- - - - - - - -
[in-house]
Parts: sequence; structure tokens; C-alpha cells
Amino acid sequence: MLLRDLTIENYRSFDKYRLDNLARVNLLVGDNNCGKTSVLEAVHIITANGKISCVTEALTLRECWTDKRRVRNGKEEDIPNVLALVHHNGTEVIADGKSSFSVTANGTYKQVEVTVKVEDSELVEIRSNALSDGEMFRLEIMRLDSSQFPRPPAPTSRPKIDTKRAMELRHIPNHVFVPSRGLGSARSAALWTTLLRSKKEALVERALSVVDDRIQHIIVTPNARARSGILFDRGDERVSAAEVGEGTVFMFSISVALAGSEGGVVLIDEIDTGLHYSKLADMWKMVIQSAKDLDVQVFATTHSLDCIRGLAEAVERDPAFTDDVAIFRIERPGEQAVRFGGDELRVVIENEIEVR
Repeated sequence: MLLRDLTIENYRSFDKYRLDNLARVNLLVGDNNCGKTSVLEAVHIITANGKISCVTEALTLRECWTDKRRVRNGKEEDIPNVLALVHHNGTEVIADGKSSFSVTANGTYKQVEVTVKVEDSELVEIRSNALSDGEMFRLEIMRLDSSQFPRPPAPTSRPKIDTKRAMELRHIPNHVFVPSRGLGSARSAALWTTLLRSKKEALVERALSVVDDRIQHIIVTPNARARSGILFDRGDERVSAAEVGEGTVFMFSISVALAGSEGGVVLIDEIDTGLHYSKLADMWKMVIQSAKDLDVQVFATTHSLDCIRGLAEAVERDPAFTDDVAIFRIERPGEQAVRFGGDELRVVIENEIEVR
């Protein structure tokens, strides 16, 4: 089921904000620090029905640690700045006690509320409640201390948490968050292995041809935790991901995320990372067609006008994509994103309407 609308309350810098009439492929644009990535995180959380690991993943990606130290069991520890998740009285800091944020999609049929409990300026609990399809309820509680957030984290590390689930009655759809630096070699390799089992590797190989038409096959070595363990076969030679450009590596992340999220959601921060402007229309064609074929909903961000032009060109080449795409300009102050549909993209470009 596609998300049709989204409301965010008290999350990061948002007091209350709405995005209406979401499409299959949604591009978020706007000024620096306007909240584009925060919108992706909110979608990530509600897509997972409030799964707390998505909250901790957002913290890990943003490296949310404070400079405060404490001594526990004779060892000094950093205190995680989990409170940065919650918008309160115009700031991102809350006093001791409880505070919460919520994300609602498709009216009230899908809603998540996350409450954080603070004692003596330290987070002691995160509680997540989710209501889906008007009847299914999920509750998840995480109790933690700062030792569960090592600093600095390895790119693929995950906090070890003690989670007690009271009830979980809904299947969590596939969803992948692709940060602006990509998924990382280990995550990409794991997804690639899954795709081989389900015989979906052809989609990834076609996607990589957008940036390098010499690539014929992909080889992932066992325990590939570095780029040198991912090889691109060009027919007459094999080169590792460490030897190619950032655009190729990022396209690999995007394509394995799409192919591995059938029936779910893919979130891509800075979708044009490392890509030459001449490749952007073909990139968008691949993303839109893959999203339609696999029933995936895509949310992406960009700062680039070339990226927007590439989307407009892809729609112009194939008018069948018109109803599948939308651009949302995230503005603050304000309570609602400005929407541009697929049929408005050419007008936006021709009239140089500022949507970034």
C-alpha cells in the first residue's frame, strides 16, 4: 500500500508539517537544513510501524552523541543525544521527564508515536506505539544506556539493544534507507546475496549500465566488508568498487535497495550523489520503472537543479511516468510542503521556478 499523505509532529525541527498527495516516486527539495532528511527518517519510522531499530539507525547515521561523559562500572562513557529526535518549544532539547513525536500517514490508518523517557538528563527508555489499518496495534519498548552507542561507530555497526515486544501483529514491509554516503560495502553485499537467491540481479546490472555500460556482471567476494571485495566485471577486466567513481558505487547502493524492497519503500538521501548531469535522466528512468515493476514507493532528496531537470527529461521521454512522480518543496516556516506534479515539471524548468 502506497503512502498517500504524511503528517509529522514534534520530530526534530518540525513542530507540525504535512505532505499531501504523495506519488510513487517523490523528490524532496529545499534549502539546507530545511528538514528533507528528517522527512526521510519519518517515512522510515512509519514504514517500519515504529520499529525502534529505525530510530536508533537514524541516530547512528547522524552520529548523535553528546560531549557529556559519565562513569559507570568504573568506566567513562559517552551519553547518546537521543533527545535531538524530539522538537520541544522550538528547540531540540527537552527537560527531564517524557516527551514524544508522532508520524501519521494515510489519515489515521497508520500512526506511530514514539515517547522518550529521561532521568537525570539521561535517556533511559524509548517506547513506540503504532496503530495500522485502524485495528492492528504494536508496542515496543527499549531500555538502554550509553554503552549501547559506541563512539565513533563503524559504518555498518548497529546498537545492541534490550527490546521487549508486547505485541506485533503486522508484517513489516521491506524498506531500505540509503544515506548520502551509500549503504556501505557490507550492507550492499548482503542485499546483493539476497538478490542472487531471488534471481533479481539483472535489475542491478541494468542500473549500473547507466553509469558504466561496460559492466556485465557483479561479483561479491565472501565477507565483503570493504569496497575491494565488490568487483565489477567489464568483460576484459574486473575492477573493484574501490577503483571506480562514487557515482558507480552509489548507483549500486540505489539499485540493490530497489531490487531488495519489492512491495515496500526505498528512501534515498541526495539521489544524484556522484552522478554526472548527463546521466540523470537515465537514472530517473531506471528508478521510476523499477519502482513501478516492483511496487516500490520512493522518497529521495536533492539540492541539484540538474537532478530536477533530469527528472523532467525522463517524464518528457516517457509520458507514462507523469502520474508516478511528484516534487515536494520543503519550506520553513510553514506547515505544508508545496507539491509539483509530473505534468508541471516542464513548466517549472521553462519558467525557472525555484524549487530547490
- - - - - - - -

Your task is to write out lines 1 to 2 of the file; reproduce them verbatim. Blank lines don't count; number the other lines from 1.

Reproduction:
[in-house]
Parts: sequence; structure tokens; C-alpha cells